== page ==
If you follow me on Instagram you know that a couple weeks ago I had the chance to finally visit Uruguay, a small yet lovely South American country.
A little background info first…
If you’re new to Why I Post, let me tell you a quick background on me. You can simply skip to the next section if you’re not new here.
I’m Marcelle and I started my website Why I Post so I could share all my travel-related experiences with as many people as possible so that everyone would feel more confident when applying for a visa, a citizenship process, book a trip overseas, go abroad as an international student or work overseas.
I am such a big nerd when it comes to exchange programs, visas and citizenship applications. I find it really enjoyable to search for all the rules and requirements mandatory for those applications. But I know that’s not for everyone. I understand you may not like those
boring things like me. So to help you guys out, I try to simplify and summarize them on my blog.
The information I share comes from countries’ official websites and my personal experience in applying for international processes. And having traveled to 16 countries and having lived abroad a couple times, you can imagine how many application and paperwork I had to go through.
Because of my experience, I have written to other travel blogs and have even given an interview.
Above are just a few of the reasons for why I enjoy blogging about travel experiences.
I’d like to show you that you can have better travel experiences and you should not hate planning your next international trip.
You can make changes to your life by traveling and it doesn’t have to be scary.
Yes, an international experience helps you to tick places off your bucket list. But it’s more than that!
I see traveling as an exclusive experience, that’s all about being present, tasting, learning, trying, seeing and doing.
Going abroad is about indulging in unique local experiences: living the moment and making remarkable memories, the best ones!
I want you to have fun & create your own history while having THE time of your life abroad, truly enjoying the life you are living!
Now let’s get back to the 2-day trip to Montevideo.
We stayed 2 days in Montevideo, which is the capital and the largest city of Uruguay.
If you haven’t read it yet, please check my Uruguay Important Travel Information post for more detailed info and fast facts about this country.
Here I’ll tell you my itinerary and you can find a bonus for you at the end. 😁
Getting to Uruguay was pretty easy. There are good options for direct or connecting flights from either Argentina or Brazil. We went at the beginning of winter and we didn’t have any problems finding flights. Additionally, in the summer time, you might find a different timetable with even more flight options.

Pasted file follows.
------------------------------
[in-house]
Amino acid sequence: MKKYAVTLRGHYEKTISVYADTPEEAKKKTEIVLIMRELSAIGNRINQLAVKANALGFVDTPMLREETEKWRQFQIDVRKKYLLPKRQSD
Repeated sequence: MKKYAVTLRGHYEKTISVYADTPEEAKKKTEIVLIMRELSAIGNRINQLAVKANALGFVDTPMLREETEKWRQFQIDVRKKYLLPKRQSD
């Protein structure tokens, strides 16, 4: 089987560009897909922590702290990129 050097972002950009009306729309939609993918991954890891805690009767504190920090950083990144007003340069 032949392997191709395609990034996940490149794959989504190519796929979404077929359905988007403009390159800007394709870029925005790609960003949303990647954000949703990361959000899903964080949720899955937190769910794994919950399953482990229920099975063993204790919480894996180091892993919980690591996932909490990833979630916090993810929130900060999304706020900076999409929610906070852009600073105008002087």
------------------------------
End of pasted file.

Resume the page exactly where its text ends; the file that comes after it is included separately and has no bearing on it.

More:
Arriving internationally at Carrasco Airport was easy and fast. Their immigration was basically done electronically by scanning our passports. But note that this might be different depending on the country of your citizenship.
I had done a little research online about ways to get to the city of Montevideo from the Carrasco Airport since the airport is not in the same district of the city. So apparently you can get a shuttle, a city bus, a taxi or rent a car. Uber is not yet available there.
On our first day in Montevideo, we actually just went from the Airport to the Hotel and then straight to Punta Carretas Shopping (mall) to find a place to eat. After that, we just went for a stroll around the area and then went back to the hotel.
Since we didn’t do much on day one, we decided to have an early start on day two and try to do as much as we could.
After a nice breakfast at the hotel, we got an Uber to get us to the Ciudad Vieja area, to purchase our Bus Turístico (Tourist Bus) tickets and hop on right at their starting point: at Mercado del Puerto, a local waterfront market. Since it was early in the morning the market was not yet opened. So we knew we would have to go back there later.
We hop on at Stop #0 (Parada 0) and hop off at Stop #9, the closest stop to Pocitos Beach, Playa Pocitos, where I wanted to play tourist at the Montevideo sign, obviously.
From there we explored the area and headed to grab something to eat. Then we hop back on to the bus to go to our second desired location: the Stop #0, to go to the port market. At Mercado del Puerto we enjoyed a couple of local beers and had some appetizers along with a very interesting chat with our brewery server, a “refugee” from Venezuela, who had gone to Uruguay with his fiancée, for a better future.
A place for meat lovers in Montevideo: #MercadoDelPuerto Click To Tweet
When the night was coming we got an Uber to our hotel. After showering and taking some rest, we went out for a little walk. Anywhere we go to, we always explore the area nearby to get a local feel. We ended up going to the Punta Carretas Shopping (mall) again since we didn’t feel safe out on the streets. Although we didn’t see any particular situation where we should be alert, but somehow we just felt weird about the fact that the streets weren’t busy, with very few people and cars. And lots of empty and abandoned houses around. And by lots of, I mean A. L.O.T. Like from every 10 houses we saw, I’d say 4 of them were not only vacant but looked like they haven’t received any maintenance at all for a while.
As we were in doubt whether it was safe being out, we preferred to stay in and call it a night. Especially because we would have an early morning the next day, due to our trip to the fabulous Uruguayan city of Punta del Este.
And you, have you been to Montevideo yet? Before planning your next trip to Uruguay, don’t forget to read my latest post on important info and fast facts about this lovely nation and also get your Travel freebie below.